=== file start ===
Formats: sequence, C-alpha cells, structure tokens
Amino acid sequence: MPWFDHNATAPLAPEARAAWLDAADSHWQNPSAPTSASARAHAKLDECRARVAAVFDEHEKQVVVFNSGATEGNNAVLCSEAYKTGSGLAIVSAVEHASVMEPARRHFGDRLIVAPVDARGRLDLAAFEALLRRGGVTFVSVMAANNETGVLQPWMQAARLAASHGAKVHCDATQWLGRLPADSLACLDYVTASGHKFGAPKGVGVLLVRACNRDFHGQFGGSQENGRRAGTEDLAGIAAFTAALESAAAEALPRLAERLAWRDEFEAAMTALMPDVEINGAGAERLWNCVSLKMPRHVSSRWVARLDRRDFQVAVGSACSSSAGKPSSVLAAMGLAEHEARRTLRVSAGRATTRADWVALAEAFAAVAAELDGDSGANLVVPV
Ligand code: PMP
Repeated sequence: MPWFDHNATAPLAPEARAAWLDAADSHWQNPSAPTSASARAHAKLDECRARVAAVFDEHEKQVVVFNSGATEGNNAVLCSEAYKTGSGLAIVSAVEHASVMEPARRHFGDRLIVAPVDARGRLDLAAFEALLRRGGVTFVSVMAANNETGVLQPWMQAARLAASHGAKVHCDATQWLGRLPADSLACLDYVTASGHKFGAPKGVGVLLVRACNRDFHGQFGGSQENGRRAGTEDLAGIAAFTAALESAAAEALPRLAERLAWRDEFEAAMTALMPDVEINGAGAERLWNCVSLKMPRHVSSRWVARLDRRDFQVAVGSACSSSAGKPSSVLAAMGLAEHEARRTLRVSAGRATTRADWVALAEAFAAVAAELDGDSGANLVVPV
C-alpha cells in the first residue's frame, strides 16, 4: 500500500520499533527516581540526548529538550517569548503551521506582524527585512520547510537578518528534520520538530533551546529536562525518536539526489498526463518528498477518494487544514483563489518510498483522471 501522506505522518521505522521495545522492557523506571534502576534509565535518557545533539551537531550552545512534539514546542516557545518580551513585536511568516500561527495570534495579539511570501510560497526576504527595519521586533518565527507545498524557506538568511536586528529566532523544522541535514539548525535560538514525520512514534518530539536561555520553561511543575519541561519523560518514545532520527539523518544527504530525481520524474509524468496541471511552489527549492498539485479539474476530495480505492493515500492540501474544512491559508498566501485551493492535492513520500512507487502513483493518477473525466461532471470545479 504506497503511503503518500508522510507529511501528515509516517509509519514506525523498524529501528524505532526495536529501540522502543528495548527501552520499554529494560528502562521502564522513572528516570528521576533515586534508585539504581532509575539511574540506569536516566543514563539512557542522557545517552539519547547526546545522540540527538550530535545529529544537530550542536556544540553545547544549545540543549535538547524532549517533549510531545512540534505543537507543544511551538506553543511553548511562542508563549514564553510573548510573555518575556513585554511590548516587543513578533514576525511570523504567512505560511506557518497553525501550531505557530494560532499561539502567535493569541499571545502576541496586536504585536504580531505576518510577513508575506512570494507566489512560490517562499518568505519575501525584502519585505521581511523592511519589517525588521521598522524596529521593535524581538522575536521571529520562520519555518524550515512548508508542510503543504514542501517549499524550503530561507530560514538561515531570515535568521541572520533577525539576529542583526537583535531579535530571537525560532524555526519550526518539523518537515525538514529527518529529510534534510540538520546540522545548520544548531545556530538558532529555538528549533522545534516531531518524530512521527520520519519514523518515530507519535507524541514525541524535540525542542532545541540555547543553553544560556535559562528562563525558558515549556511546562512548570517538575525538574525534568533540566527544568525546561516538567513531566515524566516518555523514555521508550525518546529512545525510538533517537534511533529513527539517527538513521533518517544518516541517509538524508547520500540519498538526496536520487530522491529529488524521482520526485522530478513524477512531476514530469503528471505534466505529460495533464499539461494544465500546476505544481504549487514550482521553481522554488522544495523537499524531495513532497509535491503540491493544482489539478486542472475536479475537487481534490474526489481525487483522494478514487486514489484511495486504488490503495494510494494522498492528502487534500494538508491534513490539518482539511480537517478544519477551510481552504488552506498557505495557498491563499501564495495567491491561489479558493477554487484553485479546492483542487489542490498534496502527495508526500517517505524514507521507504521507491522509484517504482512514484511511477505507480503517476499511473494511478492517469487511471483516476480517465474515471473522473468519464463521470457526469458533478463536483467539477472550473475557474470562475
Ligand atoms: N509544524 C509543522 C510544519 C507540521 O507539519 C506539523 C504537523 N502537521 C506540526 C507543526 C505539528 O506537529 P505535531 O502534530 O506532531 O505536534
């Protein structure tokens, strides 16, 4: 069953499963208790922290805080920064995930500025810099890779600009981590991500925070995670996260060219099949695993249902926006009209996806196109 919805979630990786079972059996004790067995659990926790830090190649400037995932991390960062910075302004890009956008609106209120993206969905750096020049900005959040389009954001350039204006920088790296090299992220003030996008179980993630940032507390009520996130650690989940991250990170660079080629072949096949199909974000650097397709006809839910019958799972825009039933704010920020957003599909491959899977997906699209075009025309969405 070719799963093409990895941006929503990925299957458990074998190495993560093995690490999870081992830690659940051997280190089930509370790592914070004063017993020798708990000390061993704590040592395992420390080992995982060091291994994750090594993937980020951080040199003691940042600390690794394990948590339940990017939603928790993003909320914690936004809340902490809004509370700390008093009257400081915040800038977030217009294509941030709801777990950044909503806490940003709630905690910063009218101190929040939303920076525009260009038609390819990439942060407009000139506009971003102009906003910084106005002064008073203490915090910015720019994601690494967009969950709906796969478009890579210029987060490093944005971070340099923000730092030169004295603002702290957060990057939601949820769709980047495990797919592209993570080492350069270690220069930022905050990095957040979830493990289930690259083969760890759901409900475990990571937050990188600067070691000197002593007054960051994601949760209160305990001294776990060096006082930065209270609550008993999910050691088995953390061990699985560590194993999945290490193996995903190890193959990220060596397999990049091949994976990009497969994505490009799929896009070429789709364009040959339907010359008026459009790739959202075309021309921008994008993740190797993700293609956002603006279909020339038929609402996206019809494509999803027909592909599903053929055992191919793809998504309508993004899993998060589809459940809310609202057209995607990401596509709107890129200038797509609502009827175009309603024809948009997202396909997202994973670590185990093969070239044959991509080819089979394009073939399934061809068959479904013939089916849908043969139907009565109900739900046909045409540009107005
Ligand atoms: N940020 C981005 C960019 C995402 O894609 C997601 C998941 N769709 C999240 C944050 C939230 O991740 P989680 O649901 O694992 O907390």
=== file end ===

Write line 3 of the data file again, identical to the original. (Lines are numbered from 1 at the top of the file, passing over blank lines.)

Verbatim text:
Ligand code: PMP